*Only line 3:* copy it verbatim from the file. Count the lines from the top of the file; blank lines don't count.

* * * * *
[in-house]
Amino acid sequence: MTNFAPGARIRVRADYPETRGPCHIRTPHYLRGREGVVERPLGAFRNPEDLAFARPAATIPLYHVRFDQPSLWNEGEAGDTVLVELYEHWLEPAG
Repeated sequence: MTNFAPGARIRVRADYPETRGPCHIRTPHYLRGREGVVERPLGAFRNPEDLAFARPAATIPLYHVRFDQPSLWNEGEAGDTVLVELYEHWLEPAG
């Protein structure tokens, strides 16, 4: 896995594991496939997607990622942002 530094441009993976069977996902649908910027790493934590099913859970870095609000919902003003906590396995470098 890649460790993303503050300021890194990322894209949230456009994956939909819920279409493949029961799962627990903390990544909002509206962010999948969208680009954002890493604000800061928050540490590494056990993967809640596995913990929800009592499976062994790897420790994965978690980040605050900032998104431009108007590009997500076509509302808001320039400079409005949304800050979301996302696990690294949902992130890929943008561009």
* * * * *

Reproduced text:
Repeated sequence: MTNFAPGARIRVRADYPETRGPCHIRTPHYLRGREGVVERPLGAFRNPEDLAFARPAATIPLYHVRFDQPSLWNEGEAGDTVLVELYEHWLEPAG